The good news from that report is that in your Contender, the 30-30 at SAAMI operating pressures and if you have at least a little head clearance, won't produce any breech face thrust at all beyond what the primer does (1,455 pounds-force by static analysis at 42,000 psi, though, be cautioned that this may vary with the brand of brass you choose and is probably a little lower in dynamic analysis). It looks like, at those pressures, the cartridge head itself acts as the gun's breech and the brass doesn't back up to push on the steel at all.
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Old December 3, 2020, 10:18 AM   #39
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Unclenick - That's all interesting stuff and good to know.
I've has a Contender for a while but am just now finding out about frame stretch.
I missed out on the IHMSA craze of the 80s so I haven't had the opportunity to compare notes with other Contender guys - Other than on the internet.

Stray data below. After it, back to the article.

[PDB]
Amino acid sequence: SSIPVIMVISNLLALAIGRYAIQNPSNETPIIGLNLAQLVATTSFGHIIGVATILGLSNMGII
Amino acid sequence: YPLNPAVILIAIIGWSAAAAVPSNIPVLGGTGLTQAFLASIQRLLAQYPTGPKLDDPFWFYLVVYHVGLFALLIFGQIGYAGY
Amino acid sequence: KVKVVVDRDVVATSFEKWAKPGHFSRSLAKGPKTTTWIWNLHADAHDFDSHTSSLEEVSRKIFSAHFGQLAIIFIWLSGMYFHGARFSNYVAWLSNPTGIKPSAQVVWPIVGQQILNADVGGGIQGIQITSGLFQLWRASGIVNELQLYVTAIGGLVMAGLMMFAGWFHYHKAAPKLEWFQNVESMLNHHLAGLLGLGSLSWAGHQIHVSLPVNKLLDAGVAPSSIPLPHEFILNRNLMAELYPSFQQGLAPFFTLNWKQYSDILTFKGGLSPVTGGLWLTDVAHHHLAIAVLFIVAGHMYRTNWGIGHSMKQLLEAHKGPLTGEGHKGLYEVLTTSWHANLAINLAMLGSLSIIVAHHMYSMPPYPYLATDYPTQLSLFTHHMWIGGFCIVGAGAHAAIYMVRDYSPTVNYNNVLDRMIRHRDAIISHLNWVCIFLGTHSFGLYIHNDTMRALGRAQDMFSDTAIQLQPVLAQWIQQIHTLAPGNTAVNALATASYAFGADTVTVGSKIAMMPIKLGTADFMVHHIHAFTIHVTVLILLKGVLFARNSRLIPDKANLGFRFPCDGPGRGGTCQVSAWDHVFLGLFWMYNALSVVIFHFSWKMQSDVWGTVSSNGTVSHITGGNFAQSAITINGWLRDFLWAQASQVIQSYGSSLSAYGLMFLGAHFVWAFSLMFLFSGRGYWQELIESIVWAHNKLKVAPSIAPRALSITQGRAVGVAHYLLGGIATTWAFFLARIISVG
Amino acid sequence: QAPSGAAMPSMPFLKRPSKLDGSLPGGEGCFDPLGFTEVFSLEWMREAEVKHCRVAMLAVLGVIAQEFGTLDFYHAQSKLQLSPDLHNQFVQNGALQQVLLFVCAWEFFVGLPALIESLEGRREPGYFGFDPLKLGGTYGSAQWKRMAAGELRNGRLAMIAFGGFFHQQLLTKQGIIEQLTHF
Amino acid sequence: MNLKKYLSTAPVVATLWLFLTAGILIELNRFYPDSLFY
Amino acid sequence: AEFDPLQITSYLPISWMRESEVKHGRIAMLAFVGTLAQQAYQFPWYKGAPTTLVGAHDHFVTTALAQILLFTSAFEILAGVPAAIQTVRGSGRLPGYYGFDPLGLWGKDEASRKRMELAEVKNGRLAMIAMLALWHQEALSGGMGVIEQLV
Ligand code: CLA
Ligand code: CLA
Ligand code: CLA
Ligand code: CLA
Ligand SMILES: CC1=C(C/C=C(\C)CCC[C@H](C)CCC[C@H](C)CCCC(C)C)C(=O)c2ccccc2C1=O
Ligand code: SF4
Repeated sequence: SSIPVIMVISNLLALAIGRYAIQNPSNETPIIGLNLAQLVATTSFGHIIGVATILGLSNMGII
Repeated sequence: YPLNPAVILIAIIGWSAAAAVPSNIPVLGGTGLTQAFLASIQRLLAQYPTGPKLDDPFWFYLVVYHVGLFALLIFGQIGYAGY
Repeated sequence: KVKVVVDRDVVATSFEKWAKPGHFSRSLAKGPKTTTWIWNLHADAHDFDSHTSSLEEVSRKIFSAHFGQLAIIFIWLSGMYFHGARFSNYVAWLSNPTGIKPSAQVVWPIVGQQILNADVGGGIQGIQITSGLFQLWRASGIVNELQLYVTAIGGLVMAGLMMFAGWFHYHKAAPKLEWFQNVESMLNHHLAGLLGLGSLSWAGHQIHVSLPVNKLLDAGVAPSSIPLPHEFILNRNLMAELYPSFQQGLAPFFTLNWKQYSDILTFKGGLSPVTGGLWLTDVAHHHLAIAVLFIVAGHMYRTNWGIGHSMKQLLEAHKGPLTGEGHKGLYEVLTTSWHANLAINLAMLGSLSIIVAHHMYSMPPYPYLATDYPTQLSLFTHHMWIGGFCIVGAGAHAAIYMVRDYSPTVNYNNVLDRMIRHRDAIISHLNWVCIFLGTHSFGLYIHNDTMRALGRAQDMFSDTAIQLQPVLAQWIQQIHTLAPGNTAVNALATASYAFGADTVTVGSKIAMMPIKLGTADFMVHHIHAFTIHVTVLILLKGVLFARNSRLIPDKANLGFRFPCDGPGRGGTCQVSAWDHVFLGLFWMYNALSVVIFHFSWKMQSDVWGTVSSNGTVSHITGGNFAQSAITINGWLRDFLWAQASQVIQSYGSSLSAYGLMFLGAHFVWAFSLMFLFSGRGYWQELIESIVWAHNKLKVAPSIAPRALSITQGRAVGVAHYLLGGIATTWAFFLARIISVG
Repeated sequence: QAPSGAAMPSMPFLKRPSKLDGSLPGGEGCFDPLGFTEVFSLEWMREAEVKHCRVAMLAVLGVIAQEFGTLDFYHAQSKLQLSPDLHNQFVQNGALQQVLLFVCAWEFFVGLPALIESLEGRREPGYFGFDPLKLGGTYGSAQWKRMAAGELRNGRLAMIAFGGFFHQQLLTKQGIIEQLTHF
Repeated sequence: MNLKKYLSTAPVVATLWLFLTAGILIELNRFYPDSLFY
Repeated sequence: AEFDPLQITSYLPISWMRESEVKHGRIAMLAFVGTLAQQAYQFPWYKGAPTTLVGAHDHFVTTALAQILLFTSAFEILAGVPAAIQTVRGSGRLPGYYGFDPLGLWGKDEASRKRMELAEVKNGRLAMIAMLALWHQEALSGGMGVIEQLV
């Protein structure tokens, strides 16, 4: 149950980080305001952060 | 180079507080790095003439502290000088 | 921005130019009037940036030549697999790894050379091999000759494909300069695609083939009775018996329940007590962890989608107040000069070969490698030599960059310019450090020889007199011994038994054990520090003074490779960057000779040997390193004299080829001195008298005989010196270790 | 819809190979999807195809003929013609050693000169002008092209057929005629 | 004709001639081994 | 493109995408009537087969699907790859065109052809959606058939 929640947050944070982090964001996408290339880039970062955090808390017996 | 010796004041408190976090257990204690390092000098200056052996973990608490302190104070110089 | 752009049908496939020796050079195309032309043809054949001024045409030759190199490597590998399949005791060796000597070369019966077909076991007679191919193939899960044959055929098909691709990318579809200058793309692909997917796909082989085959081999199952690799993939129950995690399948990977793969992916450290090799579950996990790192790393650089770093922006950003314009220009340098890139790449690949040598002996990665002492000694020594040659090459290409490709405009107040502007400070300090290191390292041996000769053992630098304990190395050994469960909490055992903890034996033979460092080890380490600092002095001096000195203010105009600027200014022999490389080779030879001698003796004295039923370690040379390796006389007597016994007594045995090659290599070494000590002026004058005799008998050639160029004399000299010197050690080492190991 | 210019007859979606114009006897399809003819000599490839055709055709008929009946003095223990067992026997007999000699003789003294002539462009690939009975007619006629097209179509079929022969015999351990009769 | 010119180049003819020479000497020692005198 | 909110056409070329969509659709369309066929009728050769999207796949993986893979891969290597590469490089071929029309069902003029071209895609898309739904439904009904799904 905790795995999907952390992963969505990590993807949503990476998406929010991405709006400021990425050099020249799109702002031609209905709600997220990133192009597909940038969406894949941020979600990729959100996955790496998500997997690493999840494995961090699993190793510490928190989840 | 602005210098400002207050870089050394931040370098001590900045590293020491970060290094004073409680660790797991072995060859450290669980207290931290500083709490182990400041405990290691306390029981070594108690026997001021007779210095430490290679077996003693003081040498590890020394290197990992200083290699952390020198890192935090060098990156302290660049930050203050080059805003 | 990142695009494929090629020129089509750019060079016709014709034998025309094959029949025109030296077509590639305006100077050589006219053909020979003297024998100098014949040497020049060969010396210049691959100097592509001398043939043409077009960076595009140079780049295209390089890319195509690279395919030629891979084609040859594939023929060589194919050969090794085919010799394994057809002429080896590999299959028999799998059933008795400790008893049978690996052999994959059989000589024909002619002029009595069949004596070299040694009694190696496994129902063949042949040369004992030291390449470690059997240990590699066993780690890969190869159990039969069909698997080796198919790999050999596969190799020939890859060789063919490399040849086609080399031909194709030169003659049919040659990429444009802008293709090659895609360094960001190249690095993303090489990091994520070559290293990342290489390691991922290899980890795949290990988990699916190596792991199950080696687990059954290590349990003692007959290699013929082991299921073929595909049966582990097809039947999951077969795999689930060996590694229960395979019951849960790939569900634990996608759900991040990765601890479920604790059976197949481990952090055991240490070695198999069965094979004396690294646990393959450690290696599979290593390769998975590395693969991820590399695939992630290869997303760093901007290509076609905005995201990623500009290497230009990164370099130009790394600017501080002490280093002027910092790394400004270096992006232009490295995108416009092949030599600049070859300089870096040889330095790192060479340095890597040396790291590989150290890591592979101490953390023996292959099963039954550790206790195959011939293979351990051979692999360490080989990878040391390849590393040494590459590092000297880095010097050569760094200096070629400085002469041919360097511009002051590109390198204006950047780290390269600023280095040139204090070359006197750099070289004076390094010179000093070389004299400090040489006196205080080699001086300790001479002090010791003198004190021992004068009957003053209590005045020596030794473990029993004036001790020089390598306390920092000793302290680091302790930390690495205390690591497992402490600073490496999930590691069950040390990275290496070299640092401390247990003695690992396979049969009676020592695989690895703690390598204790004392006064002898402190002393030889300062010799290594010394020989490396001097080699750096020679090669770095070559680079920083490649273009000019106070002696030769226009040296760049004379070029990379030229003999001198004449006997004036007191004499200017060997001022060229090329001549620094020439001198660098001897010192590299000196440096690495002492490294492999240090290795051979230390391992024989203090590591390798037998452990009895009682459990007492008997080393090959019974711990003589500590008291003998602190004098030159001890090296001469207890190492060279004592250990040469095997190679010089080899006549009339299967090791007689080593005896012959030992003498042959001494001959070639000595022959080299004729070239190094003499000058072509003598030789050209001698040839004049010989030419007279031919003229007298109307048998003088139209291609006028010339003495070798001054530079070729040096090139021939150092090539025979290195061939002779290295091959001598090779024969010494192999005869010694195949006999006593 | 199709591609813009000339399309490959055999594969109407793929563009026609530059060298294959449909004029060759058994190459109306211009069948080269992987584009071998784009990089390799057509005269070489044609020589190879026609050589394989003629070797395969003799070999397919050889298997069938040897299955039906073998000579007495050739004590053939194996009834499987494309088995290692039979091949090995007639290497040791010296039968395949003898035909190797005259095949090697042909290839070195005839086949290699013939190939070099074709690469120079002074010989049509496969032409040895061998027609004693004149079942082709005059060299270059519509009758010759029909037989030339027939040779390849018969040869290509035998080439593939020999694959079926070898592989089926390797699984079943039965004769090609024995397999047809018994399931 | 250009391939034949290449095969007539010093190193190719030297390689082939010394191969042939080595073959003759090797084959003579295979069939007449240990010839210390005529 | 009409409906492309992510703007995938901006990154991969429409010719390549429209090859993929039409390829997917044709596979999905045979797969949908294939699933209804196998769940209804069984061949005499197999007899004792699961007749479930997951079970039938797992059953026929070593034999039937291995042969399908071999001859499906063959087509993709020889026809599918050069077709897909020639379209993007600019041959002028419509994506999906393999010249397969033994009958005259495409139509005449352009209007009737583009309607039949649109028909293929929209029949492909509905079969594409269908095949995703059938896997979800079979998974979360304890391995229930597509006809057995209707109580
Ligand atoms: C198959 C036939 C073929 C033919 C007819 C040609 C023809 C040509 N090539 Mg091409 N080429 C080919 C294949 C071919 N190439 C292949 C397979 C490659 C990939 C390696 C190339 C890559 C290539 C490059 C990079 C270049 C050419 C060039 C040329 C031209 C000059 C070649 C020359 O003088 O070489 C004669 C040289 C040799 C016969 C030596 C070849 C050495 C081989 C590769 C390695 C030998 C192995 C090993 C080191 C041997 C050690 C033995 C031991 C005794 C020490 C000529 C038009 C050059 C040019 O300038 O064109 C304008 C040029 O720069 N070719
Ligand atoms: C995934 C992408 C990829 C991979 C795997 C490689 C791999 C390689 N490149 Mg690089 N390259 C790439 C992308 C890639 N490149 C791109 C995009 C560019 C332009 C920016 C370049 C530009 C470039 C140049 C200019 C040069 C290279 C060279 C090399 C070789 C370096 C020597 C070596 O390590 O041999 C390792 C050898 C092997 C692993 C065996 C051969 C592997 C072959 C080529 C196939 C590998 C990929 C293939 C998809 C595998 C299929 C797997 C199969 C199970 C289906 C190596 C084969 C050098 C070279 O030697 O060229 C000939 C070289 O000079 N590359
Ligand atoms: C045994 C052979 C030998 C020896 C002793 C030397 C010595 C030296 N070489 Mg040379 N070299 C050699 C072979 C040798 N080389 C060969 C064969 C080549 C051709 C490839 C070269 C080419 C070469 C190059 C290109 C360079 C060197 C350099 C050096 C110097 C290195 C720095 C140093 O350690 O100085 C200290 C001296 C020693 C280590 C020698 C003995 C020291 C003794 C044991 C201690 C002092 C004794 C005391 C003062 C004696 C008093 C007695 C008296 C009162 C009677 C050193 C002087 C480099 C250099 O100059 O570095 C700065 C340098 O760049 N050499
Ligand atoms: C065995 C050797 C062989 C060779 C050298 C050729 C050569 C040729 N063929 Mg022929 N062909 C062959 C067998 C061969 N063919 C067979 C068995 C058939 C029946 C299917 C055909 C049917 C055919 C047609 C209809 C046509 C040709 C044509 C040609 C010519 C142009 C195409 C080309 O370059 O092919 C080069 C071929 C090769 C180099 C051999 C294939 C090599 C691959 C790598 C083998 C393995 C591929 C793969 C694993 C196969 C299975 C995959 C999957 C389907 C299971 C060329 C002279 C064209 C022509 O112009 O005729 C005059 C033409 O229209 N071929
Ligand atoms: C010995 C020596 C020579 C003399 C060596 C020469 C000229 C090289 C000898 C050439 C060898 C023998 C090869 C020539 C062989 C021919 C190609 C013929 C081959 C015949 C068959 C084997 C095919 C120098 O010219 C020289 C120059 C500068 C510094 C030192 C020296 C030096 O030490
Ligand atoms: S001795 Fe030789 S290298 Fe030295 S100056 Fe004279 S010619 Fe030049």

Yeah - With high enough pressures, even if the .30/30 AI cases clung to the chamber walls, the weak point would be the web.
If Ackley pursued destructive testing and continued firing the gun with tthe lug free bolt til it reached the breaking point, the case head would separate, eventually.
Don't cha think?
So I'll be looking for case stretch

My mission is to come up with an accurate / reliable deer load using lead free projectiles for hunting in Calif. (Mandatory lead free here)

This isn't the first thread I've read where someone mentioned having used 41 gr of LVR in the .30-30 AI with 150 gr bullets.
I stopped at 38.5 gr
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Old February 21, 2021, 09:35 PM   #40
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Tried it over the chrono

Today I made it to the range with some bullets of varied weights loaded over LVR.
I tried starting with 39 gr of LVR under a 150 gr bullet, working up to 41 gr of LVR/150 bullet, and the best velocity I got was 2380.